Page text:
There’s a reason the color for breast cancer awareness is pink: the disease is far and away more prevalent in women than men. About one in eight women in the U.S. will develop breast cancer in her lifetime, whereas only one in 1,000 men will be diagnosed.
But for Giles Cooper, a husband and father of two in Britain, the odds were unusually high. He is one of three men in his family to be diagnosed with breast cancer. Giles lost his father to breast cancer in 2004, and then his uncle (his father’s brother), in 2006.
Giles says that his father’s cancer was found far too late, and when he lost his uncle to the same disease, he felt as if he were being warned. He began having regular check-ups, and he found a lump in 2014. At 56 years old, Giles became the youngest man to undergo a double mastectomy. He decided on the double mastectomy because, “I didn’t want to be facing the same problem in five or ten years’ time.”
Why do men get breast cancer?
Breast cancer occurs when malignant tumors form in cells of the breast. Both males and females have breast tissue, and the amount of breast tissue stays about the same until puberty. At that point a female’s breast ducts will grow and lobules will form at the end of the ducts. Because males have lower levels of female hormones, their breast tissue growth at puberty is minimal. The male breast tissue will develop ducts, but few or zero lobules.
A man’s risk of developing breast cancer is comparatively small because they have fewer breast cells overall and they have lower levels of estrogen. Men are about 100 times less likely to develop breast cancer than women.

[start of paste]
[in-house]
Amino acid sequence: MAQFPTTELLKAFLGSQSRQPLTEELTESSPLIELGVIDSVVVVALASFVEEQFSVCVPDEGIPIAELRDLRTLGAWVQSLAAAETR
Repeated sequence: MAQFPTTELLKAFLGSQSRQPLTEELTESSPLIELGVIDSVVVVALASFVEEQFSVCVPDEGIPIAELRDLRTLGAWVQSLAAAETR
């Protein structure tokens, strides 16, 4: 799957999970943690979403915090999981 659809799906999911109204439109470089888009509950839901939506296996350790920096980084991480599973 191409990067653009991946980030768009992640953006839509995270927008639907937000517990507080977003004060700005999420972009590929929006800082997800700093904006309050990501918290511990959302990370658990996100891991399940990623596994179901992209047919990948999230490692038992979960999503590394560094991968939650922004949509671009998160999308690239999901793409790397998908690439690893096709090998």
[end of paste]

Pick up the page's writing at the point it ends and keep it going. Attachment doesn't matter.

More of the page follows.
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Still, as Giles Cooper and his family know all too well, a small risk is still a risk. Now Giles wants to spread awareness to other men. He wants to see men be more open about their heath and notes that his father and uncle’s generation tended to wait for problems to become extreme before visiting a doctor.
Part of the problem is that men don’t always realize they’re even at risk for breast cancer. “They think they have man boobs instead of breasts,” Giles says.
Giles encourages men to check their breasts for lumps when they see their wives or girlfriends doing so. “You only have to spend 30 seconds doing it every so often, and it can make all the difference.” It certainly did for Giles and his family!
Now Giles spends his time advocating with Walk the Walk, the United Kingdom’s largest grant-making breast cancer charity. We love seeing men encouraging men, men encouraging women, and women encouraging everyone to check themselves, share their experiences, and wear pink with pride! Unlike Giles, many men who are diagnosed don’t know any other men with breast cancer. It’s great to see them realize they have a support system!